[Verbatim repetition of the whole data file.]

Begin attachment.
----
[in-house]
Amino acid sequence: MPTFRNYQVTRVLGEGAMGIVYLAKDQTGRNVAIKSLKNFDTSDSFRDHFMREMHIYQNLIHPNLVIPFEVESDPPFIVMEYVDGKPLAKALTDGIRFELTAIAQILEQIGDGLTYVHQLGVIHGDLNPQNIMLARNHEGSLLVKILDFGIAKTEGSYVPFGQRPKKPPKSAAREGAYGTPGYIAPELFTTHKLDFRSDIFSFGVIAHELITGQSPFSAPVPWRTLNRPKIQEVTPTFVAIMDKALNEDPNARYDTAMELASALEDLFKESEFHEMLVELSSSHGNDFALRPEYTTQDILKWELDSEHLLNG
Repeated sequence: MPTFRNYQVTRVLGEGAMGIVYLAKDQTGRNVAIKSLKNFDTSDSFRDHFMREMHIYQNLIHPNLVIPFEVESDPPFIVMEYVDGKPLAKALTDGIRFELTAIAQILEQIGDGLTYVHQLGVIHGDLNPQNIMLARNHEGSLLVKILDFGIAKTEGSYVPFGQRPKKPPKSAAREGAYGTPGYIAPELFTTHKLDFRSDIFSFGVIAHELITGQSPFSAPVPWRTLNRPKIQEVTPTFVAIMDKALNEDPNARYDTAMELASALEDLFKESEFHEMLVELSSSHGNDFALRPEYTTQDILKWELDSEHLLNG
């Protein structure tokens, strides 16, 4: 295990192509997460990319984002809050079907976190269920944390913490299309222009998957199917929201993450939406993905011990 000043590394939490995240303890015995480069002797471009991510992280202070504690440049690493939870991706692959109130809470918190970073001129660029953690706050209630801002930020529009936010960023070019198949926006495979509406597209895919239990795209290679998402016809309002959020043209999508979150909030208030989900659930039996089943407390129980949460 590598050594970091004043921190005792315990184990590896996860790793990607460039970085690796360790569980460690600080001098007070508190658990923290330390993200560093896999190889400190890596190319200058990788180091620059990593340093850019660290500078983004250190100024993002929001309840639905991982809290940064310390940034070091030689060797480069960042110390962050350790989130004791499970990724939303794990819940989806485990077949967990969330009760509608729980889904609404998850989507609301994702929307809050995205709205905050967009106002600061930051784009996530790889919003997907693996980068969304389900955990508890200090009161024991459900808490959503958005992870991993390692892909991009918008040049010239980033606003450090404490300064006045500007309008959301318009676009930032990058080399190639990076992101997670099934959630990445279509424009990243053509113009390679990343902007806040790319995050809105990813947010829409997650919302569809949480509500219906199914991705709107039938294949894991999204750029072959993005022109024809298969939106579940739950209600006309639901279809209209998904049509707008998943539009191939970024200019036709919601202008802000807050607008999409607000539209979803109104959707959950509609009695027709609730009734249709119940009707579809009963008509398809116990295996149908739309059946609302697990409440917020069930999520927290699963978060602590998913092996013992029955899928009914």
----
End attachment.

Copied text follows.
[in-house]
Amino acid sequence: MPTFRNYQVTRVLGEGAMGIVYLAKDQTGRNVAIKSLKNFDTSDSFRDHFMREMHIYQNLIHPNLVIPFEVESDPPFIVMEYVDGKPLAKALTDGIRFELTAIAQILEQIGDGLTYVHQLGVIHGDLNPQNIMLARNHEGSLLVKILDFGIAKTEGSYVPFGQRPKKPPKSAAREGAYGTPGYIAPELFTTHKLDFRSDIFSFGVIAHELITGQSPFSAPVPWRTLNRPKIQEVTPTFVAIMDKALNEDPNARYDTAMELASALEDLFKESEFHEMLVELSSSHGNDFALRPEYTTQDILKWELDSEHLLNG
Repeated sequence: MPTFRNYQVTRVLGEGAMGIVYLAKDQTGRNVAIKSLKNFDTSDSFRDHFMREMHIYQNLIHPNLVIPFEVESDPPFIVMEYVDGKPLAKALTDGIRFELTAIAQILEQIGDGLTYVHQLGVIHGDLNPQNIMLARNHEGSLLVKILDFGIAKTEGSYVPFGQRPKKPPKSAAREGAYGTPGYIAPELFTTHKLDFRSDIFSFGVIAHELITGQSPFSAPVPWRTLNRPKIQEVTPTFVAIMDKALNEDPNARYDTAMELASALEDLFKESEFHEMLVELSSSHGNDFALRPEYTTQDILKWELDSEHLLNG
């Protein structure tokens, strides 16, 4: 295990192509997460990319984002809050079907976190269920944390913490299309222009998957199917929201993450939406993905011990 000043590394939490995240303890015995480069002797471009991510992280202070504690440049690493939870991706692959109130809470918190970073001129660029953690706050209630801002930020529009936010960023070019198949926006495979509406597209895919239990795209290679998402016809309002959020043209999508979150909030208030989900659930039996089943407390129980949460 590598050594970091004043921190005792315990184990590896996860790793990607460039970085690796360790569980460690600080001098007070508190658990923290330390993200560093896999190889400190890596190319200058990788180091620059990593340093850019660290500078983004250190100024993002929001309840639905991982809290940064310390940034070091030689060797480069960042110390962050350790989130004791499970990724939303794990819940989806485990077949967990969330009760509608729980889904609404998850989507609301994702929307809050995205709205905050967009106002600061930051784009996530790889919003997907693996980068969304389900955990508890200090009161024991459900808490959503958005992870991993390692892909991009918008040049010239980033606003450090404490300064006045500007309008959301318009676009930032990058080399190639990076992101997670099934959630990445279509424009990243053509113009390679990343902007806040790319995050809105990813947010829409997650919302569809949480509500219906199914991705709107039938294949894991999204750029072959993005022109024809298969939106579940739950209600006309639901279809209209998904049509707008998943539009191939970024200019036709919601202008802000807050607008999409607000539209979803109104959707959950509609009695027709609730009734249709119940009707579809009963008509398809116990295996149908739309059946609302697990409440917020069930999520927290699963978060602590998913092996013992029955899928009914």